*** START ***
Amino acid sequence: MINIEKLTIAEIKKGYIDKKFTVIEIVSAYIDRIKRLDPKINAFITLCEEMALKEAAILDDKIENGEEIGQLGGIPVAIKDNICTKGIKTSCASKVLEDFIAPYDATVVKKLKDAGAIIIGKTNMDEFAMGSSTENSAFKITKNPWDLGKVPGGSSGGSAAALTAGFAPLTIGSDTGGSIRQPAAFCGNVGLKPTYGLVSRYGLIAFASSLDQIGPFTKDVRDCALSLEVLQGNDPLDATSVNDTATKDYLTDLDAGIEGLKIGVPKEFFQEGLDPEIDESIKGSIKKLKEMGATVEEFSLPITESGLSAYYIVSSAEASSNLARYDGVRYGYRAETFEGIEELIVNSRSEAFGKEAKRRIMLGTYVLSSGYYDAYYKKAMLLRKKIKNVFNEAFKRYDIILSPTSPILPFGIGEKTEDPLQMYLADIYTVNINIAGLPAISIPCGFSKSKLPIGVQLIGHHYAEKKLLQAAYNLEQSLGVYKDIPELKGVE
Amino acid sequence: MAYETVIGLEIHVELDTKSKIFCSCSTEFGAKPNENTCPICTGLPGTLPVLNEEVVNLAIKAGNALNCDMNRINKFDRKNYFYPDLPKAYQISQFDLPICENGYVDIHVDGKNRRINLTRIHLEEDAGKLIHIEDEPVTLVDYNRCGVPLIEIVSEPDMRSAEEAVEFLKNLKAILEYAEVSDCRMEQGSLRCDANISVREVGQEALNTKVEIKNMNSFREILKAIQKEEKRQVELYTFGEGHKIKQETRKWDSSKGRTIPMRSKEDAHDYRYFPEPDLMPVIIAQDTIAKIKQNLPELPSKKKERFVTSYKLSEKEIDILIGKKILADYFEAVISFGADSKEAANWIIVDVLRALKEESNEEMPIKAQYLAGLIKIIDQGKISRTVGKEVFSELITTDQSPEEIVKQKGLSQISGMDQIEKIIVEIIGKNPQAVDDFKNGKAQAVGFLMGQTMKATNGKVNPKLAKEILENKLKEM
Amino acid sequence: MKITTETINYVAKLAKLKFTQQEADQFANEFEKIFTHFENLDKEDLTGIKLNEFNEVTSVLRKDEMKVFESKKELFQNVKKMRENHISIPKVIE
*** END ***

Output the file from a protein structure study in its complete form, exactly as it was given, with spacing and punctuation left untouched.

Amino acid sequence: MINIEKLTIAEIKKGYIDKKFTVIEIVSAYIDRIKRLDPKINAFITLCEEMALKEAAILDDKIENGEEIGQLGGIPVAIKDNICTKGIKTSCASKVLEDFIAPYDATVVKKLKDAGAIIIGKTNMDEFAMGSSTENSAFKITKNPWDLGKVPGGSSGGSAAALTAGFAPLTIGSDTGGSIRQPAAFCGNVGLKPTYGLVSRYGLIAFASSLDQIGPFTKDVRDCALSLEVLQGNDPLDATSVNDTATKDYLTDLDAGIEGLKIGVPKEFFQEGLDPEIDESIKGSIKKLKEMGATVEEFSLPITESGLSAYYIVSSAEASSNLARYDGVRYGYRAETFEGIEELIVNSRSEAFGKEAKRRIMLGTYVLSSGYYDAYYKKAMLLRKKIKNVFNEAFKRYDIILSPTSPILPFGIGEKTEDPLQMYLADIYTVNINIAGLPAISIPCGFSKSKLPIGVQLIGHHYAEKKLLQAAYNLEQSLGVYKDIPELKGVE
Amino acid sequence: MAYETVIGLEIHVELDTKSKIFCSCSTEFGAKPNENTCPICTGLPGTLPVLNEEVVNLAIKAGNALNCDMNRINKFDRKNYFYPDLPKAYQISQFDLPICENGYVDIHVDGKNRRINLTRIHLEEDAGKLIHIEDEPVTLVDYNRCGVPLIEIVSEPDMRSAEEAVEFLKNLKAILEYAEVSDCRMEQGSLRCDANISVREVGQEALNTKVEIKNMNSFREILKAIQKEEKRQVELYTFGEGHKIKQETRKWDSSKGRTIPMRSKEDAHDYRYFPEPDLMPVIIAQDTIAKIKQNLPELPSKKKERFVTSYKLSEKEIDILIGKKILADYFEAVISFGADSKEAANWIIVDVLRALKEESNEEMPIKAQYLAGLIKIIDQGKISRTVGKEVFSELITTDQSPEEIVKQKGLSQISGMDQIEKIIVEIIGKNPQAVDDFKNGKAQAVGFLMGQTMKATNGKVNPKLAKEILENKLKEM
Amino acid sequence: MKITTETINYVAKLAKLKFTQQEADQFANEFEKIFTHFENLDKEDLTGIKLNEFNEVTSVLRKDEMKVFESKKELFQNVKKMRENHISIPKVIE